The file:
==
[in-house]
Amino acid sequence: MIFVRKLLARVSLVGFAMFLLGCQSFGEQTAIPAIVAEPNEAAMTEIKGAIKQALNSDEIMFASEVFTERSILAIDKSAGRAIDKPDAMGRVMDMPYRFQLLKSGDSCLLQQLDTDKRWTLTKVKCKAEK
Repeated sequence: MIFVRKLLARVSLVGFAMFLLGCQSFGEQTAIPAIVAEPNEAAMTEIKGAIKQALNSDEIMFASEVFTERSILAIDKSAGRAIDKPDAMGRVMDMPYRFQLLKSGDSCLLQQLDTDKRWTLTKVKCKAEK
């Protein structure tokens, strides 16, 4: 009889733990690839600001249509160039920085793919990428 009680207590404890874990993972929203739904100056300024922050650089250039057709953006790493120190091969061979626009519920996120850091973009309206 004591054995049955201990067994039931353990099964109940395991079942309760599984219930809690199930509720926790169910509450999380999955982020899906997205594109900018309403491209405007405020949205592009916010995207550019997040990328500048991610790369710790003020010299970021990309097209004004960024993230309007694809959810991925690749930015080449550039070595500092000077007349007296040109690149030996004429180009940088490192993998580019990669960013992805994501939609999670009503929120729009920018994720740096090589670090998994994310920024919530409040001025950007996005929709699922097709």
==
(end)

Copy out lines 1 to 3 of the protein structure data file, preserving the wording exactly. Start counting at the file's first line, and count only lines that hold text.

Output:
[in-house]
Amino acid sequence: MIFVRKLLARVSLVGFAMFLLGCQSFGEQTAIPAIVAEPNEAAMTEIKGAIKQALNSDEIMFASEVFTERSILAIDKSAGRAIDKPDAMGRVMDMPYRFQLLKSGDSCLLQQLDTDKRWTLTKVKCKAEK
Repeated sequence: MIFVRKLLARVSLVGFAMFLLGCQSFGEQTAIPAIVAEPNEAAMTEIKGAIKQALNSDEIMFASEVFTERSILAIDKSAGRAIDKPDAMGRVMDMPYRFQLLKSGDSCLLQQLDTDKRWTLTKVKCKAEK